Apple Rumored To Launch $25/Year iCloud Music Subscription Service

Rumors are flying left and right about what tomorrow's WWDC keynote will reveal, but one thing is for sure: iCloud will be a major announcement. Google Music may have beaten Apple to the punch, but according to the latest reports over at The Los Angeles Times, Apple will have one thing that Google doesn't. That would be the support of major record labels. Apple's market power has skyrocketed over the years, and labels are now in a position that leaves them little option but to side with a company like this. Otherwise, piracy continues and people still refuse to pay for music; with iCloud, it's possible that people will pay for a monthly subscription, giving labels at least something in return.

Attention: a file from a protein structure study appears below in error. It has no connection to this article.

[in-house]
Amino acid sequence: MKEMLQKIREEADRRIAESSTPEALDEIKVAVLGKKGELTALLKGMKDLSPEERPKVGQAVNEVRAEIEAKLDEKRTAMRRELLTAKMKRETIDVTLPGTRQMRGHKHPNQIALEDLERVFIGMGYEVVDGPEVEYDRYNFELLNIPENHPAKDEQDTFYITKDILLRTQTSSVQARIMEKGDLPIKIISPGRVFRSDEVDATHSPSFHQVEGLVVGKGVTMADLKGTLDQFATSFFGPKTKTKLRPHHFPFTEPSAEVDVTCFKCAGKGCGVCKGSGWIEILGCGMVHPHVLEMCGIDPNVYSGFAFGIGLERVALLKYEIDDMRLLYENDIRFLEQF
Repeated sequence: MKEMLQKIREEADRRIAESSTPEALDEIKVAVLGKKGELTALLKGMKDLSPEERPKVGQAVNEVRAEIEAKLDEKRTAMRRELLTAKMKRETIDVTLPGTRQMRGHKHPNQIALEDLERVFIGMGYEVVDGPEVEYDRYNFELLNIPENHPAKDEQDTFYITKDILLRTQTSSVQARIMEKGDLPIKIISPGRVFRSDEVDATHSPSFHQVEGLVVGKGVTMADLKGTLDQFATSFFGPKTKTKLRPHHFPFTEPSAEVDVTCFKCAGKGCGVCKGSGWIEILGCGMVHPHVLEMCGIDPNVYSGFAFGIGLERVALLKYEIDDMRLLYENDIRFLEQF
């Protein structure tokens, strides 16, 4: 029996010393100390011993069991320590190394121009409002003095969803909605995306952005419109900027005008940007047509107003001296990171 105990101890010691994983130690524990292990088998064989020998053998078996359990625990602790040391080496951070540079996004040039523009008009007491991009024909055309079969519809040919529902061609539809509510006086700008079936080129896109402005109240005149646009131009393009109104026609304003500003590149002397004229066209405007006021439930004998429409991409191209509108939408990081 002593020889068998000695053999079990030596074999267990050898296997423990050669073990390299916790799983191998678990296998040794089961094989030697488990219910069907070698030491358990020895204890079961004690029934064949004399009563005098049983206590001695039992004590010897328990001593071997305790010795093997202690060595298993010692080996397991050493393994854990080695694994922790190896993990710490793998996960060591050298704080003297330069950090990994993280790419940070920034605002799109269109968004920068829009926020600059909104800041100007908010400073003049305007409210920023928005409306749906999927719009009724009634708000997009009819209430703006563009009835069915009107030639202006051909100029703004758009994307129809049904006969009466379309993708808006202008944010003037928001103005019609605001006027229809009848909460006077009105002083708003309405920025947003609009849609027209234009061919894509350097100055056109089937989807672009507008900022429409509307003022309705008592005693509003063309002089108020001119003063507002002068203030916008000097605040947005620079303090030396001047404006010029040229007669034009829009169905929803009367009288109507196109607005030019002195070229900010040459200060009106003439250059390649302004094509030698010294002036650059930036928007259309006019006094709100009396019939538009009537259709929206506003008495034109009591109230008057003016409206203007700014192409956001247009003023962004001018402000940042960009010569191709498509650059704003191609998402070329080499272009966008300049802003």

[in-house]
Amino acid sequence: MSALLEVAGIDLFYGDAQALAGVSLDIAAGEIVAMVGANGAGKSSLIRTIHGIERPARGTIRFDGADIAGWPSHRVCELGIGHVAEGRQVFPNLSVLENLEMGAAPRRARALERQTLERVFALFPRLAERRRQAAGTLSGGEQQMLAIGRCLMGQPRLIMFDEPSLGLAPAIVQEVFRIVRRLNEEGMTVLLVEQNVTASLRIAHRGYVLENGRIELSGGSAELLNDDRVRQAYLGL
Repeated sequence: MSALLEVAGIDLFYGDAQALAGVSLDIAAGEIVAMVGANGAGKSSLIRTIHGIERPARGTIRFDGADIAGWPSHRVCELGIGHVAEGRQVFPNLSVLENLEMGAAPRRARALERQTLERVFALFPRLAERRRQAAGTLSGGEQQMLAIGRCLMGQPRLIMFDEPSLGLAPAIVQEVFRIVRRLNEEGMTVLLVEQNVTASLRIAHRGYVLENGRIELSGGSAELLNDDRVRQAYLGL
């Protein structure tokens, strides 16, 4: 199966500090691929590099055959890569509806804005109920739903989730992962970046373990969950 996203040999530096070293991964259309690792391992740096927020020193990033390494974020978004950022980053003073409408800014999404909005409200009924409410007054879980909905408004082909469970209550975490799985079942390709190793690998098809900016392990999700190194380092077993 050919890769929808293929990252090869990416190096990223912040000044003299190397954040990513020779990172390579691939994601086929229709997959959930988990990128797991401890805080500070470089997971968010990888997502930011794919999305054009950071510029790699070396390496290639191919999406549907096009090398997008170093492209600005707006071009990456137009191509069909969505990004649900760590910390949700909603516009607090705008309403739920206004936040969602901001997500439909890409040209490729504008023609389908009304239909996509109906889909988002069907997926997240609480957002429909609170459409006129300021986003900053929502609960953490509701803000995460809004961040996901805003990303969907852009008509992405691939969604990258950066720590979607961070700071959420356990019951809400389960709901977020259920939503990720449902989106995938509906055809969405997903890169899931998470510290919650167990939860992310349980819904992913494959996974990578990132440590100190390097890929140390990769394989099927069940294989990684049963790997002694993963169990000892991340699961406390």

The music industry has not only changed over the past ten years, but it has been up-ended. Apple's iCloud will reportedly be offered free of charge at first, eventually charging $25/year. Advertising would also be included, which makes sense given the already-low subscription rate. The profits would be split up between Apple, the publishers and the labels, and reports suggest that EMI, Universal, Sony and possibly others could be signed on. iTunes already dominates the music industry, but if this proves to be rooted in fact, it could very well take the crown by a mile.


We'll obviously find out if this turns out to be true tomorrow; if it is, will you be buying in? Or are you still using Rhapsody or some other streaming service?
Tags:  Apple, music, WWDC, iCloud

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